Posted on May 27 2020
A: Wearing the wrong footwear can increase your chances of slipping or tripping. Injuries due to slips, trips, and falls cost the US billions of dollars each year and are one of the leading causes of lost time incidents.
The first step to choosing the right footwear is to identify the slip and trip hazards in the work area. A hazard assessment should determine the types of hazards and conditions that are present and the types of footwear that will provide the appropriate level of protection. Often, employers or employees will make sure to get features like abrasion resistance, metatarsal support, and ankle protection but overlook slip resistance.
Most slips and falls are due to a loss of traction, or insufficient friction between the sole of your shoe and the walking surface. The sole of the shoe should be the right type of rubber to maintain sufficient traction and friction for the temperature extremes where you're working. Tread patterns should allow good grip while the right shaped channels allow appropriate dispersal of water where required.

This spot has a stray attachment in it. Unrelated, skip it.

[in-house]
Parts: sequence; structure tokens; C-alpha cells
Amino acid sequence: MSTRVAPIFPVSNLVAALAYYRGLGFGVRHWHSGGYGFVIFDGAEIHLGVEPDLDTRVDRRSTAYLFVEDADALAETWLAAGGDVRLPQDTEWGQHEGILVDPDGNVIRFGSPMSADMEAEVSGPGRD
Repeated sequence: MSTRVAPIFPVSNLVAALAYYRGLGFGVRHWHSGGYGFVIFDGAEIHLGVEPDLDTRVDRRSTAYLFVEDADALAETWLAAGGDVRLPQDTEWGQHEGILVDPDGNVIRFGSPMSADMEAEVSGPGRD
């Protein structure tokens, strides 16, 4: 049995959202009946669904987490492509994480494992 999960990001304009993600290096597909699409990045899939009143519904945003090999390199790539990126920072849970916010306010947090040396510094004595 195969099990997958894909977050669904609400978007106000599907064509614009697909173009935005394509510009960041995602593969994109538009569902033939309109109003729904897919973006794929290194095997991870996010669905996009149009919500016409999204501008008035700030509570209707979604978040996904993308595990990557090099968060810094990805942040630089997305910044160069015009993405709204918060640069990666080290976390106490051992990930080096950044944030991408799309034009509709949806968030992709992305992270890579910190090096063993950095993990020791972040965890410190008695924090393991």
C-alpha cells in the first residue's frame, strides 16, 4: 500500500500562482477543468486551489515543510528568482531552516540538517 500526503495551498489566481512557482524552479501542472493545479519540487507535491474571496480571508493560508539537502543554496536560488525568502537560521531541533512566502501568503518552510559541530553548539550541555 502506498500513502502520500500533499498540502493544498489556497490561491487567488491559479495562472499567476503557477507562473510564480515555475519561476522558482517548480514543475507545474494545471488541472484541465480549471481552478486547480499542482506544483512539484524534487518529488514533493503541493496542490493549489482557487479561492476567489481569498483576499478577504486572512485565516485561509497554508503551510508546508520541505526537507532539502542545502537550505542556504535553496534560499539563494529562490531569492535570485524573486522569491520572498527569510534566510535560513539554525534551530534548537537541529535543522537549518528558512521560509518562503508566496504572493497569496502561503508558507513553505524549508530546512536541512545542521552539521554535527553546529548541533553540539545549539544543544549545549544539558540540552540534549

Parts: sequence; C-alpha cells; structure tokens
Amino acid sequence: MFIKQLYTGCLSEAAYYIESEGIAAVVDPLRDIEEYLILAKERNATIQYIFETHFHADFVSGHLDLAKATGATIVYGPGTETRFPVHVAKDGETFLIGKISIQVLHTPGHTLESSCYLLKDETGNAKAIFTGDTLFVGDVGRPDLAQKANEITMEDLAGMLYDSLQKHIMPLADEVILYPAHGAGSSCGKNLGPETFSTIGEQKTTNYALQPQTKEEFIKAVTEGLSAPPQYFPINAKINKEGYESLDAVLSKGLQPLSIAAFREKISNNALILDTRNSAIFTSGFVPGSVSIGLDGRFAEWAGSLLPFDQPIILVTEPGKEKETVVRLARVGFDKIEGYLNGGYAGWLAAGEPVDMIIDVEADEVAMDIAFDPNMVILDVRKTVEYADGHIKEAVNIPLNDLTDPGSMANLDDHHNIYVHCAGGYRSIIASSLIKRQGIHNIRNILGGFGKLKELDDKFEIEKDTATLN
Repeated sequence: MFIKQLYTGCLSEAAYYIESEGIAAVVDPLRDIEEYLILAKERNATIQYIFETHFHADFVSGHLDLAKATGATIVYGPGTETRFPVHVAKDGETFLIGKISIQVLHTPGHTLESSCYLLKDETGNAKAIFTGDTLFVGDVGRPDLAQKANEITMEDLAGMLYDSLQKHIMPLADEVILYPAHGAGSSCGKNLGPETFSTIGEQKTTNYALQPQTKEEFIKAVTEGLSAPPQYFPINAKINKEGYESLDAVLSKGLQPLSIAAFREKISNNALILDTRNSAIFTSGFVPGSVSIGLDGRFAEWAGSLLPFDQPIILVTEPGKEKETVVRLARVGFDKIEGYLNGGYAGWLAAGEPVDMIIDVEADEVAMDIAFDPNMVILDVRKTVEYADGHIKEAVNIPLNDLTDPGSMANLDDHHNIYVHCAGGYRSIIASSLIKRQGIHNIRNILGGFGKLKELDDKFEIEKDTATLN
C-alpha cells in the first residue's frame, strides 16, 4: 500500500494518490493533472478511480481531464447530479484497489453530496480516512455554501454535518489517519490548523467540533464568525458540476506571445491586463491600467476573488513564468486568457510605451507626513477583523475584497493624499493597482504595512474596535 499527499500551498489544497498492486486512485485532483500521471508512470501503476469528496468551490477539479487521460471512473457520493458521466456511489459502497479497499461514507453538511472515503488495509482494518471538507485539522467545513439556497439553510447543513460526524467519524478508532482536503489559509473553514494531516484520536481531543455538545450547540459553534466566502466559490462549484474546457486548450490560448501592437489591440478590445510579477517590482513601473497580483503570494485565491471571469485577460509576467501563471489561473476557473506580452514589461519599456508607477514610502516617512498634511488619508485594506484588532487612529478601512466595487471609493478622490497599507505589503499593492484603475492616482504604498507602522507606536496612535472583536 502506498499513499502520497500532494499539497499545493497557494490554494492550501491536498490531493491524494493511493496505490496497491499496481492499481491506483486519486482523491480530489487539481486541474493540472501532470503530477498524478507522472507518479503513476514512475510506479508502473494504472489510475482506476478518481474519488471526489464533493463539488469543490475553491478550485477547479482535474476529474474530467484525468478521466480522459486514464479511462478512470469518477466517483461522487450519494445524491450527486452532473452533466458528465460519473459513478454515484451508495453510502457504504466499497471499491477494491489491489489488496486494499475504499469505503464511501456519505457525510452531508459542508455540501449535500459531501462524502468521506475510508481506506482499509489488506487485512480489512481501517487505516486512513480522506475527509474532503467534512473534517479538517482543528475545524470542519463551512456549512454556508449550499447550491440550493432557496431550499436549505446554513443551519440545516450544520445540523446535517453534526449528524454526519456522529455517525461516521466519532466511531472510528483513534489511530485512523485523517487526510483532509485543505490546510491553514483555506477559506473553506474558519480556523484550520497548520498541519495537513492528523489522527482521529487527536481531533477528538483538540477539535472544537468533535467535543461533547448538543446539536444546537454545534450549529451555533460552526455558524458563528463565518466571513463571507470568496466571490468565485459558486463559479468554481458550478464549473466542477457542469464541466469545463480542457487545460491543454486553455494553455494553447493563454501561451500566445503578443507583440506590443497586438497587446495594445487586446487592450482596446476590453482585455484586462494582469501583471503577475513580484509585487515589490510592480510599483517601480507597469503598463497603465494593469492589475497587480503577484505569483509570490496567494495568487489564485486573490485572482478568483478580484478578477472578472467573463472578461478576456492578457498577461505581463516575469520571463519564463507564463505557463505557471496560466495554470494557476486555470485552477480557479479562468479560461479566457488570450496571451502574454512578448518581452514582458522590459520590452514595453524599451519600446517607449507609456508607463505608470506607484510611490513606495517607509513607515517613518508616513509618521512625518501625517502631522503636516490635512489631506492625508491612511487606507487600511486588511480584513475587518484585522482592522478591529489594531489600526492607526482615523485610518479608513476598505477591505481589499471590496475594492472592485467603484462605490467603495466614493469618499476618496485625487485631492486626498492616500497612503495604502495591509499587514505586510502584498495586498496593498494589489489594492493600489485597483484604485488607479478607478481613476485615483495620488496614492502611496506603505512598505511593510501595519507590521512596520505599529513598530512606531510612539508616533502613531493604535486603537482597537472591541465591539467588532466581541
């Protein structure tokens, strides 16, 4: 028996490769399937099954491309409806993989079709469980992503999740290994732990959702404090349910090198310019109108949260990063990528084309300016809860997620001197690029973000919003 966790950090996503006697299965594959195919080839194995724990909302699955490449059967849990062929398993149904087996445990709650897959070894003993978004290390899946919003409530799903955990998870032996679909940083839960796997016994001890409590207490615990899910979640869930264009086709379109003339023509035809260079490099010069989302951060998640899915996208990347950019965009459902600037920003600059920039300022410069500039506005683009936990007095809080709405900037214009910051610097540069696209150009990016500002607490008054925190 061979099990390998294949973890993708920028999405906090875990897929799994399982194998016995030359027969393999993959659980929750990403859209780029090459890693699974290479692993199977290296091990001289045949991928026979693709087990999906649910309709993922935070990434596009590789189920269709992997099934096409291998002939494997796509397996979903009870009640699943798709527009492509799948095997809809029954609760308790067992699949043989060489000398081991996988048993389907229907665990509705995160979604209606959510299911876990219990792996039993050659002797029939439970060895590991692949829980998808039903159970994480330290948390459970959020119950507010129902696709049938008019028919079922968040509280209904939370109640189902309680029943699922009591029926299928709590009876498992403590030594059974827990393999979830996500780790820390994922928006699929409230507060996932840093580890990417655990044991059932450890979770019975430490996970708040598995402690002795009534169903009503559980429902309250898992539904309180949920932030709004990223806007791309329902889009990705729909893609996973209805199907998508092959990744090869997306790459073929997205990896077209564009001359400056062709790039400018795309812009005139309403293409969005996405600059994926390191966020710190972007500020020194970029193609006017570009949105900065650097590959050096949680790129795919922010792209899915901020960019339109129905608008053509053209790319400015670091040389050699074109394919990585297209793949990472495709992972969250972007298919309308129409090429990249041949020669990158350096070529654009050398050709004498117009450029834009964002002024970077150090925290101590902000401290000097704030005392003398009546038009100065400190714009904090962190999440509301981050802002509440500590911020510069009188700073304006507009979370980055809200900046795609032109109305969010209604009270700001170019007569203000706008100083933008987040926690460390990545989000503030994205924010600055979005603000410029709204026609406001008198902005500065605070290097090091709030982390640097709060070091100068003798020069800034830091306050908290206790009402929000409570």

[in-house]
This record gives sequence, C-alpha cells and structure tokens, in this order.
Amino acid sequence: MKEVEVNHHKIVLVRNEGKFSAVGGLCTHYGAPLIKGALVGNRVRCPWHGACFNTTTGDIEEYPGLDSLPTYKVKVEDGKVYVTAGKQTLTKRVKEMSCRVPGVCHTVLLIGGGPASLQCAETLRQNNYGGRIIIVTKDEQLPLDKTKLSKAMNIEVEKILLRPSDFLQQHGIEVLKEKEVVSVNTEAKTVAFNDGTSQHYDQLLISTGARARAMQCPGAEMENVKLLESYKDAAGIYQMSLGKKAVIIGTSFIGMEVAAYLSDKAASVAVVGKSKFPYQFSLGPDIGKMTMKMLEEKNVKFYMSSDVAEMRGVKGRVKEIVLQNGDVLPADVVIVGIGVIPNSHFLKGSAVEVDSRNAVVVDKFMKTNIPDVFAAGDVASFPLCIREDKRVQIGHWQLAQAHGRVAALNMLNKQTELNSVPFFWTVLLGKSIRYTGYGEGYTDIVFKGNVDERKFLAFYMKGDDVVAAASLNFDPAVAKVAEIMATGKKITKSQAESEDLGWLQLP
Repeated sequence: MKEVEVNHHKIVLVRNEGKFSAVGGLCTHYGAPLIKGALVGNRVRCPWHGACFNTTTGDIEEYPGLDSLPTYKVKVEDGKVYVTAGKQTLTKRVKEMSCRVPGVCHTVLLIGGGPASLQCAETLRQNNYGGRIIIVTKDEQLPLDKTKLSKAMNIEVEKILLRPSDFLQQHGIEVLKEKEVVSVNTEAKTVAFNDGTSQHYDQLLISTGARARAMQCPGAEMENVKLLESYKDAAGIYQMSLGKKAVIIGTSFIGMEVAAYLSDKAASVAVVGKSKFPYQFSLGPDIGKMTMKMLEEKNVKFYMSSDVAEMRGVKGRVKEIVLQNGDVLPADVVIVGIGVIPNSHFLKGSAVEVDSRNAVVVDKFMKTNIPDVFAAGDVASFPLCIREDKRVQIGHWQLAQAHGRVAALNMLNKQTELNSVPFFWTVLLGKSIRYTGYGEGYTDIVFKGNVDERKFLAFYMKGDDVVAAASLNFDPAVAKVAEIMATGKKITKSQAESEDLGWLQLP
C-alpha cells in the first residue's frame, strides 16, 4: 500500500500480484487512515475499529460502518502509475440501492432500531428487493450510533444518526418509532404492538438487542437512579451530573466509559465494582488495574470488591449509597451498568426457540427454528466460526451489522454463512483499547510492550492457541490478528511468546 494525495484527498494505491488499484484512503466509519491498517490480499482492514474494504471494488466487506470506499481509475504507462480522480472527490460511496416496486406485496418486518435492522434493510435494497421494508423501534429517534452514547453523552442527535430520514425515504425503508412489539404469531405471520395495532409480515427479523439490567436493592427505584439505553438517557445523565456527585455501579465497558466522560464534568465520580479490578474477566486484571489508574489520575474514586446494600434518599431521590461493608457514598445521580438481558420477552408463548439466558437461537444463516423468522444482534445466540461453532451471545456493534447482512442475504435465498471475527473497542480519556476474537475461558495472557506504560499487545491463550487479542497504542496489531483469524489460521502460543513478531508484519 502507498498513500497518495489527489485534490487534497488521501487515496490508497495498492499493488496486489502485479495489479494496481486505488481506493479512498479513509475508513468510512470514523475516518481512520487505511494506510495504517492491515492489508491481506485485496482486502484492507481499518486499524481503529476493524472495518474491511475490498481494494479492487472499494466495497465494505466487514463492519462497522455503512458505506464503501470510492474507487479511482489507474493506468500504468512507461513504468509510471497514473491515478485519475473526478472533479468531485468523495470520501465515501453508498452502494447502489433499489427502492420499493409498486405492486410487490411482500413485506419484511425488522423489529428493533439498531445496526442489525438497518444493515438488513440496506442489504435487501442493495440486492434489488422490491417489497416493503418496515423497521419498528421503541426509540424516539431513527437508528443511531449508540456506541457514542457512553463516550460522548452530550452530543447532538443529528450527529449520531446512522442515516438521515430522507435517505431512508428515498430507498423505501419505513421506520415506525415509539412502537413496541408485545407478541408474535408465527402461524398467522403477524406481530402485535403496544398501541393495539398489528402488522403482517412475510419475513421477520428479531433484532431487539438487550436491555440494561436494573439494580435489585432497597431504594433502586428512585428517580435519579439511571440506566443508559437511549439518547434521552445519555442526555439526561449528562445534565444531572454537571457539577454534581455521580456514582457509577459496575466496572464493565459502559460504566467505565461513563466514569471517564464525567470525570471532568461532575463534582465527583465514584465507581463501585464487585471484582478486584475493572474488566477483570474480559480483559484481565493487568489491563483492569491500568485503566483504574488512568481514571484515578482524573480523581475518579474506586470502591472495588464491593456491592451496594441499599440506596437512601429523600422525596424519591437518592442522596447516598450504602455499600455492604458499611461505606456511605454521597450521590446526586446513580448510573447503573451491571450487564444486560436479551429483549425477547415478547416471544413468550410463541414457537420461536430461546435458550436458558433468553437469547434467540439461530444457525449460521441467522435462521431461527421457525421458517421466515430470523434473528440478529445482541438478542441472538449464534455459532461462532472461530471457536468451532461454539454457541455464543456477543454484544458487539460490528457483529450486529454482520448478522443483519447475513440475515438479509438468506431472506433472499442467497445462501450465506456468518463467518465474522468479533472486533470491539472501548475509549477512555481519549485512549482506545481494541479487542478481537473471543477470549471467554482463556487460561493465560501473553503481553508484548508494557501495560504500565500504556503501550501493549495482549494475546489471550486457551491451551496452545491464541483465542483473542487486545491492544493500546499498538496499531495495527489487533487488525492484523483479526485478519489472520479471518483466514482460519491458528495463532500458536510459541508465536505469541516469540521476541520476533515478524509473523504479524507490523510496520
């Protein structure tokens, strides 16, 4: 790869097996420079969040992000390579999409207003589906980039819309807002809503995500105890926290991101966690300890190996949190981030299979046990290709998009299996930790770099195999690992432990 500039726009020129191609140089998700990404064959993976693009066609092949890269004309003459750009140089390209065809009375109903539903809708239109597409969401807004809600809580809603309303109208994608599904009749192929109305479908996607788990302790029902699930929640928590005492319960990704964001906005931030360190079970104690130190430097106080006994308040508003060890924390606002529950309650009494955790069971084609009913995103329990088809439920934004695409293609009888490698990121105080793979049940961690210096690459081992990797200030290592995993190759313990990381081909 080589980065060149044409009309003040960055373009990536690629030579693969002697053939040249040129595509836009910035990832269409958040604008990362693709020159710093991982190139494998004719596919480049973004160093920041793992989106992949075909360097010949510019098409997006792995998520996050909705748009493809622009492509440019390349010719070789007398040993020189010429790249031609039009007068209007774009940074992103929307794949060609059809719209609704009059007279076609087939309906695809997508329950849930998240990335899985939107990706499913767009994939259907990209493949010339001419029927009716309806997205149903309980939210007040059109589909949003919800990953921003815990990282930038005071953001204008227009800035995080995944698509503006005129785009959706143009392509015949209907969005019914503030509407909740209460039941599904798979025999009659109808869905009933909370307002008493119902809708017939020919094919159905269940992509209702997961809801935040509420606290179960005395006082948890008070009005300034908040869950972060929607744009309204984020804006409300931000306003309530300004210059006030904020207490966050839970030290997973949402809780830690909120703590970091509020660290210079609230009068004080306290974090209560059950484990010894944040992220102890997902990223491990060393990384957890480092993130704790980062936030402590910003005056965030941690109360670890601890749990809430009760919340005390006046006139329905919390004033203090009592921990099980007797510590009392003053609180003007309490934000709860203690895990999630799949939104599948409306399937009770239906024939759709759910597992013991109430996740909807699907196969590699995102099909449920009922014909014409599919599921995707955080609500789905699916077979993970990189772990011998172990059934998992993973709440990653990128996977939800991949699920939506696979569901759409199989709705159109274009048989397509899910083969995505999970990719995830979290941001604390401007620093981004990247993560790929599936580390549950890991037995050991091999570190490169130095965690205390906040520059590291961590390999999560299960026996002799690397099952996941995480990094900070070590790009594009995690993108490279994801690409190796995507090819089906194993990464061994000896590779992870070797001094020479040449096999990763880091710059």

Some workplaces also need more traction than typical shoes and boots can provide. Workers stationed in the Canadian Arctic, for example, must often removable cleats with steel or brass spikes to help prevent loss of traction on ice and snow.
Note that all footwear wears out after a while. The soles of your boots eventually need to be replaced because worn treads can increase your risk of slipping and falling.
If there is a risk of slipping in your workplace, consider looking for footwear that meets the ASTM F2913-19 standard for slip resistance. It is a "standard test method for measuring the coefficient of friction for evaluation of slip performance footwear and test surfaces/flooring using a whole shoe tester". In short, it measures how much friction is maintained between the footwear and the work surfaces that are measured in laboratory conditions. The test measures performance for most types of flooring and many types of surface contaminants including oil, ice, and water.
Originally published via Safeopedia May 2020